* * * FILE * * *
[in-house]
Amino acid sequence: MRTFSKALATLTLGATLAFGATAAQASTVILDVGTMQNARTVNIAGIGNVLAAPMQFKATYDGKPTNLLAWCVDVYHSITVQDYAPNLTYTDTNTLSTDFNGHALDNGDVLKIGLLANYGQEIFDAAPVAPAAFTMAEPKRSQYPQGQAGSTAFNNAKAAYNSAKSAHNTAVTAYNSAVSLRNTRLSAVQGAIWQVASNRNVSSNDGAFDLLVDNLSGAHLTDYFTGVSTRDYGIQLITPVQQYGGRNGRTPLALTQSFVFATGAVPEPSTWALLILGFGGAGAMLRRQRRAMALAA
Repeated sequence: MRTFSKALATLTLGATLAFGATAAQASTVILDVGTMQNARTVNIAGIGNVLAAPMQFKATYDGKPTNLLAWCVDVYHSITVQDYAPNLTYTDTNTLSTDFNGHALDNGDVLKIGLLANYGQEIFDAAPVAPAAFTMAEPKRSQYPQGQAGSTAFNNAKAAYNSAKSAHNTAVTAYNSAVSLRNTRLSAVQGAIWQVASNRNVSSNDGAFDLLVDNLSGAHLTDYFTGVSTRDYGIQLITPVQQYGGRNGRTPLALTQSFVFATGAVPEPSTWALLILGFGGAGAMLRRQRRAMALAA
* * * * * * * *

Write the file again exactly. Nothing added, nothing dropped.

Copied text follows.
[in-house]
Amino acid sequence: MRTFSKALATLTLGATLAFGATAAQASTVILDVGTMQNARTVNIAGIGNVLAAPMQFKATYDGKPTNLLAWCVDVYHSITVQDYAPNLTYTDTNTLSTDFNGHALDNGDVLKIGLLANYGQEIFDAAPVAPAAFTMAEPKRSQYPQGQAGSTAFNNAKAAYNSAKSAHNTAVTAYNSAVSLRNTRLSAVQGAIWQVASNRNVSSNDGAFDLLVDNLSGAHLTDYFTGVSTRDYGIQLITPVQQYGGRNGRTPLALTQSFVFATGAVPEPSTWALLILGFGGAGAMLRRQRRAMALAA
Repeated sequence: MRTFSKALATLTLGATLAFGATAAQASTVILDVGTMQNARTVNIAGIGNVLAAPMQFKATYDGKPTNLLAWCVDVYHSITVQDYAPNLTYTDTNTLSTDFNGHALDNGDVLKIGLLANYGQEIFDAAPVAPAAFTMAEPKRSQYPQGQAGSTAFNNAKAAYNSAKSAHNTAVTAYNSAVSLRNTRLSAVQGAIWQVASNRNVSSNDGAFDLLVDNLSGAHLTDYFTGVSTRDYGIQLITPVQQYGGRNGRTPLALTQSFVFATGAVPEPSTWALLILGFGGAGAMLRRQRRAMALAA